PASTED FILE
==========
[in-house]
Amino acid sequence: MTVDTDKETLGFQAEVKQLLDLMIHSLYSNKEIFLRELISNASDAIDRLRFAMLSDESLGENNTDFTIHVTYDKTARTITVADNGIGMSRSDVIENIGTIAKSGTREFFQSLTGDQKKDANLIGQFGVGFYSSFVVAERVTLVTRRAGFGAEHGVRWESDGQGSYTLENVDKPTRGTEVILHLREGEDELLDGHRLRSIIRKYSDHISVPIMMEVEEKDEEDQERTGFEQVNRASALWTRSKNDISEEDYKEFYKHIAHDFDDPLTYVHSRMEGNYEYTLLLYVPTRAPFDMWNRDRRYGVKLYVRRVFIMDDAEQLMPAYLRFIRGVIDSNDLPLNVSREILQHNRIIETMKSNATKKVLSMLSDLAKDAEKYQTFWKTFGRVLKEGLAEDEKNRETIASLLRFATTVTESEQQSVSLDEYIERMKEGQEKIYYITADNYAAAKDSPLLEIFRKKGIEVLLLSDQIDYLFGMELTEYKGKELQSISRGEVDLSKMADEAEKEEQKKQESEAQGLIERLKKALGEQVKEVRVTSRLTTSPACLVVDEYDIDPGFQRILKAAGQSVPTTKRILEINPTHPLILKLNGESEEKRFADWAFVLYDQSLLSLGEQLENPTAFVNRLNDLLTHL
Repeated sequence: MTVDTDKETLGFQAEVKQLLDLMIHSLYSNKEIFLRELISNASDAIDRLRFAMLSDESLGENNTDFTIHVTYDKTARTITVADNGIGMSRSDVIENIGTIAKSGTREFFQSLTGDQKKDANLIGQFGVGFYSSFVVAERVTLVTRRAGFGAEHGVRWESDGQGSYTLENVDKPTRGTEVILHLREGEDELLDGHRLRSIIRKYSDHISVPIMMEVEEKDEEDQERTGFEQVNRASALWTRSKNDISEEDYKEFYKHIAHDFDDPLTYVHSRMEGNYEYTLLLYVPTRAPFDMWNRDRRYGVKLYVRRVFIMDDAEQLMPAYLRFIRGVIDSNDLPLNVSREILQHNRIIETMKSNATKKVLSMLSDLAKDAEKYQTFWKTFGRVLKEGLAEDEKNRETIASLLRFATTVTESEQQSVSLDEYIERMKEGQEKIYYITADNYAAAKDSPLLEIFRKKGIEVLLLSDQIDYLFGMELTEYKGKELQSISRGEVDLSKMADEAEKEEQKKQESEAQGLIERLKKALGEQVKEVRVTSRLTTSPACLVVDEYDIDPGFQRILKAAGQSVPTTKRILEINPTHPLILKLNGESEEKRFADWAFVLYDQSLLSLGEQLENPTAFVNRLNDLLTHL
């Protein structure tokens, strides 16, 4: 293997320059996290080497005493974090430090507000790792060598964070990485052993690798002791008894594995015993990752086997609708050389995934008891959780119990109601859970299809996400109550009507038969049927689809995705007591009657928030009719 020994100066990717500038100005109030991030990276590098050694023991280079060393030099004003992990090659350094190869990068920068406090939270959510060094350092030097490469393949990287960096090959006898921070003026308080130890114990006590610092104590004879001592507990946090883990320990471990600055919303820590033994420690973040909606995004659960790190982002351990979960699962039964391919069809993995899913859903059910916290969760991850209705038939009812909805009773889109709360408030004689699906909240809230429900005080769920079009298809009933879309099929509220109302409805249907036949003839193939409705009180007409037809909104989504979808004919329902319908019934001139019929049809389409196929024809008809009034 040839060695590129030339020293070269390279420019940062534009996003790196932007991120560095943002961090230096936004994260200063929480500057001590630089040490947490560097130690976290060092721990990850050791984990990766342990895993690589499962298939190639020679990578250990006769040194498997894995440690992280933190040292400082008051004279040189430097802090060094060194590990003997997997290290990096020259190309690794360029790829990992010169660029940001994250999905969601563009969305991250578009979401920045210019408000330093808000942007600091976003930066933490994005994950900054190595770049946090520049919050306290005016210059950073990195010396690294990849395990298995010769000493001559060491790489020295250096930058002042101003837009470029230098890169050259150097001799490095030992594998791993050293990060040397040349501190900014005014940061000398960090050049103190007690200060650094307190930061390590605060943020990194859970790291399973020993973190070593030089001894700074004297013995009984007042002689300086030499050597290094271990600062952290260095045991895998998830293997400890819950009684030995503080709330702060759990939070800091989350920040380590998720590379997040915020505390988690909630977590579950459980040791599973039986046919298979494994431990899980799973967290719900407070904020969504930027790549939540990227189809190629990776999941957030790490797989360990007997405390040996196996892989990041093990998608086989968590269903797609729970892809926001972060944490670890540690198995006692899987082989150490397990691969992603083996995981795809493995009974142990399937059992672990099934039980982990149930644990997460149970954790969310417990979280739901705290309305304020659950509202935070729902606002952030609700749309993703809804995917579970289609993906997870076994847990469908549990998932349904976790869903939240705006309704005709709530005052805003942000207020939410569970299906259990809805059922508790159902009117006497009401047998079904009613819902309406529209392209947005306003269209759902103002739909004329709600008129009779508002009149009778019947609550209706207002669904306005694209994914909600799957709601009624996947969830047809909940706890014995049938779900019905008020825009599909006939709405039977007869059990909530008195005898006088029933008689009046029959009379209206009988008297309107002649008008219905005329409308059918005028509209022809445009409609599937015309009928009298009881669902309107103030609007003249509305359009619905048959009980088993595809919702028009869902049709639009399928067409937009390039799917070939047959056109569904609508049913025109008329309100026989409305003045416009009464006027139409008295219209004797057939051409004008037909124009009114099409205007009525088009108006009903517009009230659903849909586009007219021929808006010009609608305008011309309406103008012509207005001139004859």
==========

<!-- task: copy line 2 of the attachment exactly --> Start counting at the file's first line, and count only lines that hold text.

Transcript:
Amino acid sequence: MTVDTDKETLGFQAEVKQLLDLMIHSLYSNKEIFLRELISNASDAIDRLRFAMLSDESLGENNTDFTIHVTYDKTARTITVADNGIGMSRSDVIENIGTIAKSGTREFFQSLTGDQKKDANLIGQFGVGFYSSFVVAERVTLVTRRAGFGAEHGVRWESDGQGSYTLENVDKPTRGTEVILHLREGEDELLDGHRLRSIIRKYSDHISVPIMMEVEEKDEEDQERTGFEQVNRASALWTRSKNDISEEDYKEFYKHIAHDFDDPLTYVHSRMEGNYEYTLLLYVPTRAPFDMWNRDRRYGVKLYVRRVFIMDDAEQLMPAYLRFIRGVIDSNDLPLNVSREILQHNRIIETMKSNATKKVLSMLSDLAKDAEKYQTFWKTFGRVLKEGLAEDEKNRETIASLLRFATTVTESEQQSVSLDEYIERMKEGQEKIYYITADNYAAAKDSPLLEIFRKKGIEVLLLSDQIDYLFGMELTEYKGKELQSISRGEVDLSKMADEAEKEEQKKQESEAQGLIERLKKALGEQVKEVRVTSRLTTSPACLVVDEYDIDPGFQRILKAAGQSVPTTKRILEINPTHPLILKLNGESEEKRFADWAFVLYDQSLLSLGEQLENPTAFVNRLNDLLTHL